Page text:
Monday, February 13, 2017

Part 1: High School Twice

No one escapes high school.

Graduate or drop out, but the memories linger. You smile at them or puzzle over them or imagine how you could have handled issues differently. Like it or not, those formative years are never far from you.

The same is true for high school teachers, too.

I discovered this recently when my friend Laurel encountered one of our high school English teachers who is now 100 years old. She told Laurel she was sorry the department did not give me the National Council of Teachers of English (NCTE) Essay Award. They chose someone who wrote a standard academic response to that year's writing prompt. Mine was more moving, deemed "emotional" by some faculty members. Yet she still believed my determination would have prevailed all the way to Nationals.

That had happened 50 years ago, and her regret continued.

After Laurel secured her address, I sent the teacher my book with a note assuring her that I had persevered as an ambitious writer, despite that early loss. Honestly I hadn't thought about that missed nomination in decades. She had. More than anything, I hoped my reply set her free at long last.

Sometimes schools get it wrong. 

It did, however, make me consider many of my former high school students and how they remembered those turbulent years. I wondered how their choices had impacted their lives and how they'd made peace or not with what they'd done or what had been done to them. Their written reflections from January 2016 through January 2017 were astounding but not surprising, based on how I knew their uncommon teenaged selves. My blog readers, who'd never met them or ever been to Oklahoma, were undone by their honest observations.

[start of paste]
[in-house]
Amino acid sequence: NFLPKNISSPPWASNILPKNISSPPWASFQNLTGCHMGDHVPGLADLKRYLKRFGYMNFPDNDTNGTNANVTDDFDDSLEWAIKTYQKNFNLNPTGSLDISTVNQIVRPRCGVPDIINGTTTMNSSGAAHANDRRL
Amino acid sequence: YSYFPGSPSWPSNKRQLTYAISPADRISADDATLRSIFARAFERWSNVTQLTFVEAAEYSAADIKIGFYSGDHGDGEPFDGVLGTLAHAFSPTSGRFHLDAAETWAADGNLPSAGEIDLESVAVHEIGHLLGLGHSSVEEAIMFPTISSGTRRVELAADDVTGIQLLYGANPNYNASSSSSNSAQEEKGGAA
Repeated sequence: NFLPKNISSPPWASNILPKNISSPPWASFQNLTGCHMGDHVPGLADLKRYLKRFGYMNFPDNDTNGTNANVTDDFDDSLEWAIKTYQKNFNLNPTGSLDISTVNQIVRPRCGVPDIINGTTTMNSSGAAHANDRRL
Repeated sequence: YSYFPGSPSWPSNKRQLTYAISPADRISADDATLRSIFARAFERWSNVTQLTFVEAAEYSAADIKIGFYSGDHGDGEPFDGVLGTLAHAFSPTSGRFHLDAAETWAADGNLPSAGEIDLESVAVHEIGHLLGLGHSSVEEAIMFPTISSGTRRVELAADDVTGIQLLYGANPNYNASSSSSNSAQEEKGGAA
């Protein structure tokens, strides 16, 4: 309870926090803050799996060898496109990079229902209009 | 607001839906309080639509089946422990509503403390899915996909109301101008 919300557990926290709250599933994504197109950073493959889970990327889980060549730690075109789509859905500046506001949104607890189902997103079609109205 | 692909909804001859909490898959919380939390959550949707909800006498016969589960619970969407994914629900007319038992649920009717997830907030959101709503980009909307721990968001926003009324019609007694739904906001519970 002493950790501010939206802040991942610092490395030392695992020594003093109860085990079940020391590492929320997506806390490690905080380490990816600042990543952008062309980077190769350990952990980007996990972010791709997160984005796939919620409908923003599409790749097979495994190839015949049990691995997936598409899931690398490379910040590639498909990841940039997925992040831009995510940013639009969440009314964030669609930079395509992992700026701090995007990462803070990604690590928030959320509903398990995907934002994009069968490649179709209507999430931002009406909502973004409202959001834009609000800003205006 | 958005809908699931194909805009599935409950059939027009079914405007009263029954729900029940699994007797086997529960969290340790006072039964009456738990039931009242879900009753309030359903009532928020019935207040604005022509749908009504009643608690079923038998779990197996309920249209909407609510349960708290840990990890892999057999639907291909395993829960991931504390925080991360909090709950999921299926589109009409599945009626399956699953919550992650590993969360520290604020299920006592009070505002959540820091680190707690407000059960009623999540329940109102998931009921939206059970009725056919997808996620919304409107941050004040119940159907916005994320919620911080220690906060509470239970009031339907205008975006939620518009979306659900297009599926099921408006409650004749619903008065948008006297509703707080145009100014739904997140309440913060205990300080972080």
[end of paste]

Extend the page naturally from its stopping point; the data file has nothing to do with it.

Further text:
Now it falls to me, in all fairness, to evaluate my seven years with them at the school.

I never wanted to be a teacher.

I resisted the occupation from the time I was in first grade when I started being encouraged to consider the profession. I wanted to be a writer and thought I was headed that way when I landed an editorial job after graduate school.

Not so.

After almost a year at the company, I discovered it was in financial trouble, deeply and dangerously. I sought a way out. Through a series of unexpected events, I was hired to teach at Holland Hall Upper School. Keep in mind that independent schools typically function under guidelines exempting them from hiring state-certified teachers.

The Head of the English Department invited me to his house to meet the woman I was replacing. He assumed she'd be helpful. She was. But not in the way he intended. The curriculum discussion quickly ended when she began outlining her personal experience there as a teacher. As he attempted to change the subject, she leaped to her feet, charged toward the door, and snapped, " Of course I'm right! Look what they've hired! An innocent young girl!" 

I reeled.

I didn't think she was misleading me about the job I'd landed (out of desperation, not desire), but I had no way to understand the ordeal she'd described.

Schools had always adored me.